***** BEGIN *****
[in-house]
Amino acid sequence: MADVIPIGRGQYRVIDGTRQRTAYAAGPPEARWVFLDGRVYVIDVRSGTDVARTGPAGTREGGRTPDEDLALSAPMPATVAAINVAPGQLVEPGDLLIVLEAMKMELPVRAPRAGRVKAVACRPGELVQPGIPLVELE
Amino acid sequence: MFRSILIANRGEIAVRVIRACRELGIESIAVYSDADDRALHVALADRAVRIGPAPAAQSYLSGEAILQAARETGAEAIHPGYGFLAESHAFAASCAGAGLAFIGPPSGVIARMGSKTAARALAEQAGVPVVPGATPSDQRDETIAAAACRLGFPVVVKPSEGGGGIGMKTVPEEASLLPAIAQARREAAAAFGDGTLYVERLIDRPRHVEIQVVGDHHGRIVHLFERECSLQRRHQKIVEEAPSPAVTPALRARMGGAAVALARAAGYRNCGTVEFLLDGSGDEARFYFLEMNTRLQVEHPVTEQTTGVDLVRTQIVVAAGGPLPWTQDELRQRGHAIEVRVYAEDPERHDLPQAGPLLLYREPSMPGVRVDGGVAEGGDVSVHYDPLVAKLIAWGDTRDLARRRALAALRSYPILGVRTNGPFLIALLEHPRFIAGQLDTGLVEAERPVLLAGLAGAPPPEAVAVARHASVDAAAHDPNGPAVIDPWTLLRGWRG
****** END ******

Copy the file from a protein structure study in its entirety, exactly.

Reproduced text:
[in-house]
Amino acid sequence: MADVIPIGRGQYRVIDGTRQRTAYAAGPPEARWVFLDGRVYVIDVRSGTDVARTGPAGTREGGRTPDEDLALSAPMPATVAAINVAPGQLVEPGDLLIVLEAMKMELPVRAPRAGRVKAVACRPGELVQPGIPLVELE
Amino acid sequence: MFRSILIANRGEIAVRVIRACRELGIESIAVYSDADDRALHVALADRAVRIGPAPAAQSYLSGEAILQAARETGAEAIHPGYGFLAESHAFAASCAGAGLAFIGPPSGVIARMGSKTAARALAEQAGVPVVPGATPSDQRDETIAAAACRLGFPVVVKPSEGGGGIGMKTVPEEASLLPAIAQARREAAAAFGDGTLYVERLIDRPRHVEIQVVGDHHGRIVHLFERECSLQRRHQKIVEEAPSPAVTPALRARMGGAAVALARAAGYRNCGTVEFLLDGSGDEARFYFLEMNTRLQVEHPVTEQTTGVDLVRTQIVVAAGGPLPWTQDELRQRGHAIEVRVYAEDPERHDLPQAGPLLLYREPSMPGVRVDGGVAEGGDVSVHYDPLVAKLIAWGDTRDLARRRALAALRSYPILGVRTNGPFLIALLEHPRFIAGQLDTGLVEAERPVLLAGLAGAPPPEAVAVARHASVDAAAHDPNGPAVIDPWTLLRGWRG